840 new planets have been discovered beyond Neptune and its the single largest finding till date

  • The number of distant planets around the sun has increased by 50% after this particular discovery.
  • The newly discovered world might help scientists tell the history of our solar system.
  • Possibilities of finding such planets in the outer ring of the solar system have further increased over the years thanks to special equipment.
We all know that the universe is vast, but we don’t know exactly how vast it is. But humans don’t believe in giving up and their curiosity has led them to map our major parts of this celestial vastness with their powerful telescopes, satellites and spacecrafts. And the bigger truth is, despite spending billions of dollars behind space exploration, most of the universe is still uncharted and we keep discovering new things all the time.

Recently, researchers discovered and confirmed 840 small worlds in the hard-to-reach-space beyond Neptune. This is the single largest finding of planets and this discovery has increased the number of distant planets around the sun by 50%.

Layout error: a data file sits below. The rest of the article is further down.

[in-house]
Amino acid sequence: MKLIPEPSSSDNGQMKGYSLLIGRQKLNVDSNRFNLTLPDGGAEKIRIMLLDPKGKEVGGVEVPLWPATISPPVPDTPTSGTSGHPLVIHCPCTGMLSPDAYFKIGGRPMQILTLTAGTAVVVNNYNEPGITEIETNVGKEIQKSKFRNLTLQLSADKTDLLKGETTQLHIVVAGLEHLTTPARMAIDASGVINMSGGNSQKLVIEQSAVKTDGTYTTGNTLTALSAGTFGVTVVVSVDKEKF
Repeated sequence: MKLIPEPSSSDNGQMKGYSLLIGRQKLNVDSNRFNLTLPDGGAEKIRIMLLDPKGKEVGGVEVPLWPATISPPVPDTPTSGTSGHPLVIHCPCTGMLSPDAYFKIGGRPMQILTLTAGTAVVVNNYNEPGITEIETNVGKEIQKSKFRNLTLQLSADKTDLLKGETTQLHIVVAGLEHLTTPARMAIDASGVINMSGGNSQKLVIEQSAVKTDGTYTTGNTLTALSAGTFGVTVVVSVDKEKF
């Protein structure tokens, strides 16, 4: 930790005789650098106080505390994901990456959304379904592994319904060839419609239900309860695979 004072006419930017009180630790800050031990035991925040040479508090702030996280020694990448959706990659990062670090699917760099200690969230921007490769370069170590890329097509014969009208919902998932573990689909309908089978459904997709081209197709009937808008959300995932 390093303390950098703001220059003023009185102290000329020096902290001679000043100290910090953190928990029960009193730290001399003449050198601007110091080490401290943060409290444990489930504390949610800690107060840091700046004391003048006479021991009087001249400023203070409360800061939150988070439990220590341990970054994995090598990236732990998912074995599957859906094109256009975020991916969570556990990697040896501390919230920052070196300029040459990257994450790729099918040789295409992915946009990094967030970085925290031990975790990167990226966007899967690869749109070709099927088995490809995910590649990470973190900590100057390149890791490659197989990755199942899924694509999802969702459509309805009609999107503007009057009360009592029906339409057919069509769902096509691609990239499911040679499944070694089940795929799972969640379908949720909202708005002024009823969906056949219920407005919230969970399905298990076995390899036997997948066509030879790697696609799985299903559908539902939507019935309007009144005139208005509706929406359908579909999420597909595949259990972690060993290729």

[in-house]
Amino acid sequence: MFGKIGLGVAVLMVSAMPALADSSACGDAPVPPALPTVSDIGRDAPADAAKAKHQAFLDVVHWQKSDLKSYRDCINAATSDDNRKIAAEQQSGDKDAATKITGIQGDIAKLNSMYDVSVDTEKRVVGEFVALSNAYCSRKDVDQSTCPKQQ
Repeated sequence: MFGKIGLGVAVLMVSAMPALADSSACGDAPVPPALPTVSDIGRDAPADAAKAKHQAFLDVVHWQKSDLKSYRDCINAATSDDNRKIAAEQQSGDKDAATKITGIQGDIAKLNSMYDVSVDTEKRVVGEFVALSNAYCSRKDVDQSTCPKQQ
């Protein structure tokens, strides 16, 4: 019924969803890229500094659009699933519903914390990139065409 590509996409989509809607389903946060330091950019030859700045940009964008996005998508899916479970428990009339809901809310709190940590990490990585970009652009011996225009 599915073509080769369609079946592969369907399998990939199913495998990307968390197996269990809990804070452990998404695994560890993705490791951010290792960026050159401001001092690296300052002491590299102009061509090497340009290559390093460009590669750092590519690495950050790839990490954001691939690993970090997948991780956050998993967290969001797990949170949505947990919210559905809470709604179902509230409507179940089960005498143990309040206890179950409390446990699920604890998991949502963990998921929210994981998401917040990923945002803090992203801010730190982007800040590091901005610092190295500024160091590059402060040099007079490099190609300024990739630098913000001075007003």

Here’s all you need to know about what has been found:

  • This discovery was a result of a five-year project known as the Outer Solar System Origins Survey (OSSOS). By using cameras installed in the Canada France Hawaii Telescope at Waimea (Hawaii), researchers discovered 840 planets at distances between six and 83 Astronomical Units (AU). One AU is equal to the distance between the Earth and the Sun and it is the standard unit to measure distances between objects in our solar system.
  • The new planets that were discovered were slotted into two categories:
-- The objects that move in roundish orbits in the Kuiper belt (debris encircling the solar system).
-- “Resonant” trans-Neptunian objects, which include Pluto. These planets were moved into their current elongated orbits during Neptune’s planetary migration away from the sun.
  • These celestial objects which are also called “trans-Neptune objects” basically are ice cold worlds that might help scientists learn about the history of our solar system.
  • The new findings will help researchers map out all these minor planets that are no longer in the sun’s proximity, and thus figure out how larger planets, like the one we live on, were pushed into their current orbit.
  • These new discoveries have also opened up possibilities of finding more such undiscovered planets in the outer regions of the solar system.
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